My favorite love story (repost)
“Grandma,” little Laurie said, scrambling onto her grandmother’s lap in the rocking chair, "tell me how you and grandpa met. Please.”
“I’d love to, darling. Let’s see,” she closed her eyes, rocking gently and holding little Laurie.
“Well, I was working in an office back then, and one day one of my co-workers said that there was some gorgeous guy down in this place called Sweet Imports. You should see him, she said. Drop dead gorgeous, said another.”
“What did you do, Grandma?”
“Well, the next day, I went there. It was a kind of café.”
“What’s a café, Grandma?”
“It’s a place where you can buy foods like sandwiches and salads, muffins and cakes and things like that. And coffee, of course. Café means coffee in French.”
“Do you speak French, Grandma?”
“Yes, darling,” she laughed.
“What happened next, Grandma?”
“Well, as soon as I opened the door, it was as if no one else were there but Grandpa and me. He looked at me and we smiled at each other as if we’d been waiting for that moment all our lives.”
“Did you say hello?”
“No sweetheart; actually, I just bought a muffin.”
“Then what happened?”
“Well, I left and my heart was pounding.”
“Why, did you run from the coffee?”
“No, sweetheart, I didn’t run from the café.” She looked into little Laurie’s face. “Think about this: when you get really excited or happy about something, does your heart seem to beat a little faster?"
Little Laurie scrunched her face and thought. Then it lit up with understanding. “Yes, Grandma! I get it. It’s like when we’re going on a trip or coming to your house, or like when we got the new puppy!” Then she frowned. “But I jump up and down a lot too, Grandma.”
Grandma laughed as did you from the other room. “Well, I was jumping up and down on the inside, honey,” she smiled, hugging little Laurie close to her. She leaned back in her chair and closed her eyes, smiling at the memory she was sharing.
Although you were in the next room, the warm timbre of her voice caressed your skin, enveloping you in the memory, touching your heart. You closed your eyes, and remembered…
You had looked up and though you didn’t know, her knees quivered. You saw a familiar face though you had never seen her before and felt your heart leap. She looked into your eyes, big and brown, framed by long thick lashes, and smiled. You looked into her eyes and returned the smile, shy and sincere. Your face, open and innocent.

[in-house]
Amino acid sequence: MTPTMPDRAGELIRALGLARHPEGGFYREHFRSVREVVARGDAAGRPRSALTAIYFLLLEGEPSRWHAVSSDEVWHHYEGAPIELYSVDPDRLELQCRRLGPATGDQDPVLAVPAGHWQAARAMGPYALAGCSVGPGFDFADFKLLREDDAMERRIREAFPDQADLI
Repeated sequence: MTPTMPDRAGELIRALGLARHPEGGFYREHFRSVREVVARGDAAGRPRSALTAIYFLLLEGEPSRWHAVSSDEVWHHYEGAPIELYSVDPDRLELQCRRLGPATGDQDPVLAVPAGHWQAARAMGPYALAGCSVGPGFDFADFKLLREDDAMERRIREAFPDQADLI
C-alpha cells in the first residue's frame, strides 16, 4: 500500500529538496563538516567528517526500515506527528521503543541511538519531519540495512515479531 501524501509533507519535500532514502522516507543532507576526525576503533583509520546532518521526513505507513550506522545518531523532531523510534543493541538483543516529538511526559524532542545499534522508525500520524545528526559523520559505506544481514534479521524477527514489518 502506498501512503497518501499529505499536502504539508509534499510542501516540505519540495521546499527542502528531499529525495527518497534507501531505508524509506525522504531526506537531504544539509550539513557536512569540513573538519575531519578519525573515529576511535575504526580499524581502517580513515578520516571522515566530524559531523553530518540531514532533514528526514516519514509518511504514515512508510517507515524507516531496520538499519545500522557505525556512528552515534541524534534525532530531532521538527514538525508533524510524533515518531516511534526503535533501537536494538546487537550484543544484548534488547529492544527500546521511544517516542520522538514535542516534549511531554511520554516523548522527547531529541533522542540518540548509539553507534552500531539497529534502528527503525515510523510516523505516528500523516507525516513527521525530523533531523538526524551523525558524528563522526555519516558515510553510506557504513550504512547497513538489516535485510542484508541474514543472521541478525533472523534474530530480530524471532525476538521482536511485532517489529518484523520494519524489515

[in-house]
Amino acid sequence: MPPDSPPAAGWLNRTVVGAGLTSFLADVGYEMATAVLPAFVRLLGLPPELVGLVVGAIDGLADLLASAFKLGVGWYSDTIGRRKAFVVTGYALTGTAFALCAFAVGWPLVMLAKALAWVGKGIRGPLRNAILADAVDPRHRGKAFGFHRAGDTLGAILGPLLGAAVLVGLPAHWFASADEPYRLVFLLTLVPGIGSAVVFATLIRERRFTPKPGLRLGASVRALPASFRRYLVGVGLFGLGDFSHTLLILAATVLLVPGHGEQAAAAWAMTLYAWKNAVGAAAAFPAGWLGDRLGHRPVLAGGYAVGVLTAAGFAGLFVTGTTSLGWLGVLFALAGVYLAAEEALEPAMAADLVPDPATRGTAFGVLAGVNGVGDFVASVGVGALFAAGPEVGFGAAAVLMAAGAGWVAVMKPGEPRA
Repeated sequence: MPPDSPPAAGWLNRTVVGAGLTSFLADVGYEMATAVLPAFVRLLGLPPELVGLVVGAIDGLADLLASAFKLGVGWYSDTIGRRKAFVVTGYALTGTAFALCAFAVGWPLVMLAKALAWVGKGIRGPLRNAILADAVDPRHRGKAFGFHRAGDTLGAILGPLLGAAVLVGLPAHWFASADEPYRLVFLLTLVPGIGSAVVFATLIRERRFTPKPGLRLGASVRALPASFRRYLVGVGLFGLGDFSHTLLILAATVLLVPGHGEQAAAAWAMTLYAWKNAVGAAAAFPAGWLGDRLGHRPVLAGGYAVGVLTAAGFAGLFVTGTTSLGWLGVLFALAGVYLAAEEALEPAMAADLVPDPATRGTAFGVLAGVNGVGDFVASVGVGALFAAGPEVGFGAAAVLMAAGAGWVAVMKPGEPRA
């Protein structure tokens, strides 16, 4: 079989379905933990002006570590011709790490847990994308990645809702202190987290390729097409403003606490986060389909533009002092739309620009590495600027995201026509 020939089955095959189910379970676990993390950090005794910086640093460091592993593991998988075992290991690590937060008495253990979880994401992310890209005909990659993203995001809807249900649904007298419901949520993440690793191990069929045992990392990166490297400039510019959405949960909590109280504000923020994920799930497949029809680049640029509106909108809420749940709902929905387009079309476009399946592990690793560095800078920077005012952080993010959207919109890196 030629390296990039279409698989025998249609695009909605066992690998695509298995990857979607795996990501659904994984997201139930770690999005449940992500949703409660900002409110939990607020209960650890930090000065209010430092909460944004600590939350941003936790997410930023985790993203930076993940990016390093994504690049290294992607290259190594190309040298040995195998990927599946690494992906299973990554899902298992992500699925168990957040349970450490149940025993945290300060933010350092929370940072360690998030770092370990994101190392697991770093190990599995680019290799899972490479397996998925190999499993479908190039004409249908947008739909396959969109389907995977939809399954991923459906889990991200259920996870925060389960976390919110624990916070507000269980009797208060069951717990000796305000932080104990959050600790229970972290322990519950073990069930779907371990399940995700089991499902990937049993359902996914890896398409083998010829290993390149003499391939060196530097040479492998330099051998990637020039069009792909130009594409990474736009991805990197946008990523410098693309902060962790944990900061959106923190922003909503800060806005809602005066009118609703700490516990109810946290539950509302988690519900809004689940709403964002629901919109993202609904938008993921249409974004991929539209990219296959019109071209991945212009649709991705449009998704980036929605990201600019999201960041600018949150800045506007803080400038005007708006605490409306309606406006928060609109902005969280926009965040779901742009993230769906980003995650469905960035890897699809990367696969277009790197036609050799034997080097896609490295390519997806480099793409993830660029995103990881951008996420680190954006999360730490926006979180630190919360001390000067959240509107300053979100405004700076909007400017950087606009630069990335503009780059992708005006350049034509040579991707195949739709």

You didn’t speak. She walked to the back of the line and watched you work. Another took her order. She paid and left. You watched her from beneath those lovely, longed for lashes until only the echo of her heels remained.
Later that same day, she returned. The bell above the door tingled. You felt her before the door opened. Your skin felt like electricity ran through your veins, alive with her gaze upon it. You looked up, your eyes met; she smiled, not as innocent as you, a little nervous, a little wary, already in love. You smiled and your heart was in your eyes.
“May I help you?” you asked with a lovely accent she could not place.
“Um, a strawberry, yogurt shake, please.”
“Right away,” you replied.
She watched your every movement. You felt her gaze burning your skin. You flushed. Your hand trembled ever so slightly when you handed her the shake.
“Two-fifty. You can pay the cashier.”
You shared another smile. She left.
For a week, no day was complete unless she came in twice a day: muffin in the morning, shake at noon. Finally, you decided five minutes was not enough. You wanted to know this woman. The woman behind the smile.
“I would like to see you,” you said Thursday afternoon.
“I see you every day,” she replied, surprised, scared, excited. Scared.
“No, you misunderstand. I am working. I would like to sit. Talk. You know? Know you better.” You were nervous now. Had you misinterpreted her eyes, her smile? Your English wasn’t very good, but you had thought some things needed no translation.
“We’ll see,” she said, smiling and almost running from the store.
The next day, she came in and smiled but ran out without saying a word. The weekend was long. You played videogames with your brother and watched the clock, counting the minutes until you could go to work on Monday. You even cleaned the bathroom – shared by four men who didn’t like to clean - to make the time go more quickly. Sunday afternoon you went to a flea market and bought a pocketbook handmade in Turkey, your home.
Sunday night you drank an entire bottle of vodka and chain smoked two packs of cigarettes to calm your nerves. Your friends laughed at your drunken tears but also tried to boost your courage.
Monday morning finally arrived and when she came in you said, “Don’t go. I have something for you.” You came from behind the counter and handed her the pocketbook.
“Oh my! Thank you so much!” She hugged you and you almost fainted. Your knees quivered. “What time do you finish work?” she asked.
“Well, if you don’t mind waiting until 5:00, would you like to have dinner tonight?”
Silence. Did you understand correctly? Did she just invite you to dinner?
“Yes” you spluttered, afraid she’d take it back. Afraid.
She smiled. “Good. I’ll meet you by the fountain at 5:00 o’clock.”
“5:00 o’clock,” you repeated.